Lemon and Lavender go together like peanut butter and jelly, like pancakes and maple syrup, like, well, like lemon and lavender. These floral shortbread sugar cookies are so delicate and delicious, perfect for spring, an afternoon tea under cherry blossoms, or just to enjoy with your favorite book or newest Netflix binge. These cookies are also gluten free AND vegan. I know, I know. Vegan shortbread, I can hear the eye roll. But trust me when I say that this recipe is incredible and results in a cookie that tastes just like the gluten and dairy full version we’ve known, loved, sometimes dreaded, and enjoyed for years.
Lavender is a flavor that is becoming more and more popular, and one that I love using . Gone are the days of this delightful herb being resigned to a potpourri bouquet, or to the bottle of essential oil that helps us fall asleep. Don’t get me wrong, I use lavender in those capacities all the time, let’s not get it twisted, but I am loving that I am seeing it in recipes and on menus more and more. I had a lavender soy latte from Irving Farm the other day and it blew my wee little mind. Lavender has a beautiful and delicate floral bouquet. The first time you try it in a cookie or a pie or in a caramel, you might not be able to place it until someone tells you that it is lavender and then sit back and let your mouth and mind do a happy dance as it all floods to you. When cooking with lavender, be sure that it is food safe whenever you are using it in a recipe. There are so many farmers markets that sell lavender throughout the city, but not all of it is safe to eat because of pesticides and other stabilizers that might have been added to it during the growing process. If you are sourcing your lavender from a farmers market, be sure to ask if it is safe to consume - typically the growers will have some that is - and most grocery stores will sell dried lavender in their herb and seasoning aisle. It can be seasonal which might give you some trouble in terms of finding it, but once it is dried and stored in an airtight container it will be fine for a very long time. Always give it a good sniff before use, if it smells dull and ashy it is probably time to repurpose the old herb and treat yourself to a new batch.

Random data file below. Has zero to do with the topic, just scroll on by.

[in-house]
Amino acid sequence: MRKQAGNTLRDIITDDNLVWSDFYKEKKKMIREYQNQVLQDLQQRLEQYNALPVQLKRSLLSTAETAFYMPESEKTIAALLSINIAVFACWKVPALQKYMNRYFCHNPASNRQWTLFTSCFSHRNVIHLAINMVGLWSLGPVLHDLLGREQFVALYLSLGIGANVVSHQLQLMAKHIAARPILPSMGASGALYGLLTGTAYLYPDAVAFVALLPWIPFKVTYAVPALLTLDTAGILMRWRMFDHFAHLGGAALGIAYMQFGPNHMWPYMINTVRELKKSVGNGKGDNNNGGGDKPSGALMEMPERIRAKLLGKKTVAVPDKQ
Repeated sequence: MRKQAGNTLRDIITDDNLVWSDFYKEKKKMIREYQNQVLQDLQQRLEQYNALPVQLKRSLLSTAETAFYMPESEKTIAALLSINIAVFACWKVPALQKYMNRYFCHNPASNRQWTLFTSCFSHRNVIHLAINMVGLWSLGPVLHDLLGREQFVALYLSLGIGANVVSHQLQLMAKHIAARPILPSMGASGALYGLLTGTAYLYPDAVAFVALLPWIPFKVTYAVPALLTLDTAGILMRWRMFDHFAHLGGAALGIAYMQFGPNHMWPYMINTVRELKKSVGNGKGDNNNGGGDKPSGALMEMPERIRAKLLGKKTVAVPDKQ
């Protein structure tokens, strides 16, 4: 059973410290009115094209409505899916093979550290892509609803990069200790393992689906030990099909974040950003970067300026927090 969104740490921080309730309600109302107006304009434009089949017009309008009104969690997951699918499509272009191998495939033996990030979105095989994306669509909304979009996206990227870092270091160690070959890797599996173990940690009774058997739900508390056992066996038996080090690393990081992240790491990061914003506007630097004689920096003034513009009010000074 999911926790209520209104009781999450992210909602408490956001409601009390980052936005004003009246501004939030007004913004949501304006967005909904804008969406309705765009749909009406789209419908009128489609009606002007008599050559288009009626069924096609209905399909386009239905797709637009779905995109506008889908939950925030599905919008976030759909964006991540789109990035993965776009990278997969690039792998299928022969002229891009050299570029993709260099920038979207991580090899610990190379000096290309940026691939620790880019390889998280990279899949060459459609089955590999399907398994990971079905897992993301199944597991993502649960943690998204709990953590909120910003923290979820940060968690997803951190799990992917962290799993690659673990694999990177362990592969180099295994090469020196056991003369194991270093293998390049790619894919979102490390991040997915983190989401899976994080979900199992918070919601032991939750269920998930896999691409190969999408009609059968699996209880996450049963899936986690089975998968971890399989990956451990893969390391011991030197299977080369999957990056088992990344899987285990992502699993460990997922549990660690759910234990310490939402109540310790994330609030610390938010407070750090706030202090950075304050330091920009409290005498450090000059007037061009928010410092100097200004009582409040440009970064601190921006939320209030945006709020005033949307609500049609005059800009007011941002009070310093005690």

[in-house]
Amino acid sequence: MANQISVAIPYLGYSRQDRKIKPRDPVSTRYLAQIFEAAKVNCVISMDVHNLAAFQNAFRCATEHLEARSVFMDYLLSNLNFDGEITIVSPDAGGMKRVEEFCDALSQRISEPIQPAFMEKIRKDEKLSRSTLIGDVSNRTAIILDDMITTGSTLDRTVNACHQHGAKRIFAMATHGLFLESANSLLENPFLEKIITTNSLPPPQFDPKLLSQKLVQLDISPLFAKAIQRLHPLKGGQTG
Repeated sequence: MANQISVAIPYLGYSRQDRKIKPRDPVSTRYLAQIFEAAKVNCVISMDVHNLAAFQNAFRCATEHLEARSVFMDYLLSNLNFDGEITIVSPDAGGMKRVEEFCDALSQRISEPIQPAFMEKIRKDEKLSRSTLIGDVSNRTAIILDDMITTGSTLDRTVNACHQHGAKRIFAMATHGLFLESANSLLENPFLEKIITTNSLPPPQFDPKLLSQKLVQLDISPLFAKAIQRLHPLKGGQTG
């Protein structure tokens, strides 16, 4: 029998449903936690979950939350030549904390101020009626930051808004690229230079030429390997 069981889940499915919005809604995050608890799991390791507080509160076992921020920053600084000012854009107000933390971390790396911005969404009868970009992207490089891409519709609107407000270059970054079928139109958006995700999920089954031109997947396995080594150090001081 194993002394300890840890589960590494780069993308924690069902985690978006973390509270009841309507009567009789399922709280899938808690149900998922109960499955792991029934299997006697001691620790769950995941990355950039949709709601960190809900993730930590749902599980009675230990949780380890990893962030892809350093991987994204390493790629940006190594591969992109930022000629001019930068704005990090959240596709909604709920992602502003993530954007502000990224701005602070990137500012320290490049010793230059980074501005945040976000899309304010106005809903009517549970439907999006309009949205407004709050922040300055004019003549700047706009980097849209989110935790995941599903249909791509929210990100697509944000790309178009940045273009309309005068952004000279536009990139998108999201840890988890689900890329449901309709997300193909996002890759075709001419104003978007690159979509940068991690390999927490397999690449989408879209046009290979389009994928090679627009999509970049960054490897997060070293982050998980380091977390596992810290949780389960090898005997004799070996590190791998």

I used a stand mixer with the paddle attachment for these cookies, but a hand mixer or just some good old fashioned mixing with a spatula by hand will do just fine.
Let us talk about vegan butter for a spell. I am an Earth Balance fan. I really like the texture of it and the flavor. More than all that, I like the way that it works in to the batters and doughs that I use it in. Because there is a higher ratio of different fats, it can be tricky if you are using it for something like lamination, but any time you are using a recipe that calls for the butter to be creamed with the sugar and eggs, it is a pretty safe best to assume that you can substitute Earth Balance in at a 1:1 ratio with the butter you are trying to avoid. There are some other brands out there - believe it or not most margarine on the market is in fact vegan and have been this whole time, a fact that blew my dad’s mind - but the texture of Earth Balance holds up better to me, and when it is cold it can get really stiff, which is great when you are trying to cut it in to a pastry/pie dough. Country Crock and I Can’t Believe It’s Not Butter are made to be easily approachable (see spreadable AF), which is great if you are putting it on your morning toast, not so great if you are going for a textured dough.
To start off, I like to blend the lavender and lemon zest with the Earth Balance for a good few minutes in the mixer. If you are able to leave the mixture overnight I would recommend doing that just so the flavors can get really happy. By creaming the Earth Balance with the zest and the herb, more of the oils are released and the base of the buttery spread will absorb all of the deliciousness.
Once the spread has been infused, it is time to cream in the sugar. Let’s talk about sugar for just a momento here. Did you know that regular white table sugar is not actually vegan? Companies use bone char to help with refining the sugar, and some of those bone fragments can sometimes find their way in to the sugar. Not big pieces or anything like that, it’s not like you’re going to open up your bag of Domino and see a big old chunk of bone, but microscopic fragments do end up in there, rendering the sugar to be not vegan. Why in 2019 are sugar companies still using bone char to refine sugar is absolutely beyond me, but here we are and there are ways around using regular white table sugar.